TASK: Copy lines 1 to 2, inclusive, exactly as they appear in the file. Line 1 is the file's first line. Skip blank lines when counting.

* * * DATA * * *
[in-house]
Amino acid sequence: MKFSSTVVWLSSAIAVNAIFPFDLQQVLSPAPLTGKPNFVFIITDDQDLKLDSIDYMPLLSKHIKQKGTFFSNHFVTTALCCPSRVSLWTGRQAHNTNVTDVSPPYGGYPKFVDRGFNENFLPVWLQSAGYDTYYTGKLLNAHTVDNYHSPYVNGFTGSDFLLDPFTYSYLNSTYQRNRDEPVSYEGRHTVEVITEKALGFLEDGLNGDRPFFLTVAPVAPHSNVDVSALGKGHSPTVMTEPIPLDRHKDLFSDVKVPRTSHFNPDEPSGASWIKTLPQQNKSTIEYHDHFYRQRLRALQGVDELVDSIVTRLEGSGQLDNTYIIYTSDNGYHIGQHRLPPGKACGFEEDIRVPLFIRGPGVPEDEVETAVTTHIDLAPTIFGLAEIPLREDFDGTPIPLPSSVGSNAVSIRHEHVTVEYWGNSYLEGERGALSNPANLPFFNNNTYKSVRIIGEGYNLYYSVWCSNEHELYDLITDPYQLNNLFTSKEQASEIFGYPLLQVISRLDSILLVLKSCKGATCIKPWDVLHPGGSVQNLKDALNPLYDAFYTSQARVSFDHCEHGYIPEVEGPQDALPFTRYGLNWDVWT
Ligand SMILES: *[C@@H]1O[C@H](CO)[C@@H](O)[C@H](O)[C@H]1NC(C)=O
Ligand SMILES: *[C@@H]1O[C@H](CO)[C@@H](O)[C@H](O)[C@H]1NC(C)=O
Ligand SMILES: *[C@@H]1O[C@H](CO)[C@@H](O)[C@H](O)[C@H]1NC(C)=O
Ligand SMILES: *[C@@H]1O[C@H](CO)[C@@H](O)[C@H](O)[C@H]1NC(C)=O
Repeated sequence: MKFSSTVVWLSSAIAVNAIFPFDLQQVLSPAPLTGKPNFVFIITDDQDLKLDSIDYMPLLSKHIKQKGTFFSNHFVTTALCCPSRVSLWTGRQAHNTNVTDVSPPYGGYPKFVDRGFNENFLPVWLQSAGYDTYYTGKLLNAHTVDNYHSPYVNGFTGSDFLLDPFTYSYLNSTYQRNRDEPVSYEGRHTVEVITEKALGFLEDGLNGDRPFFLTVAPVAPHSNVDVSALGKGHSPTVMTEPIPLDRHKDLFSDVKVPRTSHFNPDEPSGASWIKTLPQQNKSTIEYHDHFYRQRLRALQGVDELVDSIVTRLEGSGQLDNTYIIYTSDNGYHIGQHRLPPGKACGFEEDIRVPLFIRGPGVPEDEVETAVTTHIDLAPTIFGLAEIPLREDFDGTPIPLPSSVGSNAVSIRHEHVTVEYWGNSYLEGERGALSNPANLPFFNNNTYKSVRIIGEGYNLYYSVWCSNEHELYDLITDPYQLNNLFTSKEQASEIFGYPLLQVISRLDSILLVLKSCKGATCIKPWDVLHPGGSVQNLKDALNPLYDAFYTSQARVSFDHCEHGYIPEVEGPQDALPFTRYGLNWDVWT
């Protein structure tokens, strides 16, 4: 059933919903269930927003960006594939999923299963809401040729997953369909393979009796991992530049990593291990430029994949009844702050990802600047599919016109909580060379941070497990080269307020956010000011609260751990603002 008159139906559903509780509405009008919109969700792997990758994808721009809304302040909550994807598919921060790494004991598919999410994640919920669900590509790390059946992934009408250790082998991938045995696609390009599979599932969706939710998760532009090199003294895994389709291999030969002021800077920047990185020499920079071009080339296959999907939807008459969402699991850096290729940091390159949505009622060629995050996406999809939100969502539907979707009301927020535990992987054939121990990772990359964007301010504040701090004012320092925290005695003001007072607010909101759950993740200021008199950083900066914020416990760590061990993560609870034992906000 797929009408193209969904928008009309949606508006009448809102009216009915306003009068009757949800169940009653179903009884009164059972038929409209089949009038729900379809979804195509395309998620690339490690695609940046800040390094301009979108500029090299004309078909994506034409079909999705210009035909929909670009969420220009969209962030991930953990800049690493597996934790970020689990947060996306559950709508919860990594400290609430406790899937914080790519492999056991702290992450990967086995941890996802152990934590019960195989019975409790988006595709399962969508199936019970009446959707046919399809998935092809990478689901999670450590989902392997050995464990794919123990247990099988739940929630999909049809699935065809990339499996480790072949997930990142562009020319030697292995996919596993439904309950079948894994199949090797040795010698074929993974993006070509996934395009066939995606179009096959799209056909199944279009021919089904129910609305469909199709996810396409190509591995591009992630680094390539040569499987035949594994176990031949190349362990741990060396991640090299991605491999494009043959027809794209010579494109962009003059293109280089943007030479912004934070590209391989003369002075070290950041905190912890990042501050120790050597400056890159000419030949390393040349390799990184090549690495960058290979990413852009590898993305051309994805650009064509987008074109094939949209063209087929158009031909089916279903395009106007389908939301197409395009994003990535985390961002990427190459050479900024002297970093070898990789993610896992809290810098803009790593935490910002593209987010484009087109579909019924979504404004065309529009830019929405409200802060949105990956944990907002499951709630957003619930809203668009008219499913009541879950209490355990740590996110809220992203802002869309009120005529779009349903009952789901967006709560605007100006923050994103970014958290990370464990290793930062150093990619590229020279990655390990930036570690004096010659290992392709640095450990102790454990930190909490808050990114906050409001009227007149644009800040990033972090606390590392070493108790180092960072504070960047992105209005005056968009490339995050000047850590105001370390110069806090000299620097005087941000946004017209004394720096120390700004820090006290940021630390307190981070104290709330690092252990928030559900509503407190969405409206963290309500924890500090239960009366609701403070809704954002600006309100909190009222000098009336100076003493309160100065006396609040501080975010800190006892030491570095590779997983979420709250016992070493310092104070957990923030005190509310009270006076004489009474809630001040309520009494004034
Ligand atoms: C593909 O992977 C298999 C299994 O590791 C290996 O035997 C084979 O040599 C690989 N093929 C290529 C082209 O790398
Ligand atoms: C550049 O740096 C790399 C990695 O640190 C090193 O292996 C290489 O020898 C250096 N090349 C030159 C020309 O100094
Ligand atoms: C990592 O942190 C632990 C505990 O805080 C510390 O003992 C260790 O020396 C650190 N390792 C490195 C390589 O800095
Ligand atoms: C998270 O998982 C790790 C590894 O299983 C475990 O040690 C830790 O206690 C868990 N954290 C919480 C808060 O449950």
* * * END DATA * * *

[in-house]
Amino acid sequence: MKFSSTVVWLSSAIAVNAIFPFDLQQVLSPAPLTGKPNFVFIITDDQDLKLDSIDYMPLLSKHIKQKGTFFSNHFVTTALCCPSRVSLWTGRQAHNTNVTDVSPPYGGYPKFVDRGFNENFLPVWLQSAGYDTYYTGKLLNAHTVDNYHSPYVNGFTGSDFLLDPFTYSYLNSTYQRNRDEPVSYEGRHTVEVITEKALGFLEDGLNGDRPFFLTVAPVAPHSNVDVSALGKGHSPTVMTEPIPLDRHKDLFSDVKVPRTSHFNPDEPSGASWIKTLPQQNKSTIEYHDHFYRQRLRALQGVDELVDSIVTRLEGSGQLDNTYIIYTSDNGYHIGQHRLPPGKACGFEEDIRVPLFIRGPGVPEDEVETAVTTHIDLAPTIFGLAEIPLREDFDGTPIPLPSSVGSNAVSIRHEHVTVEYWGNSYLEGERGALSNPANLPFFNNNTYKSVRIIGEGYNLYYSVWCSNEHELYDLITDPYQLNNLFTSKEQASEIFGYPLLQVISRLDSILLVLKSCKGATCIKPWDVLHPGGSVQNLKDALNPLYDAFYTSQARVSFDHCEHGYIPEVEGPQDALPFTRYGLNWDVWT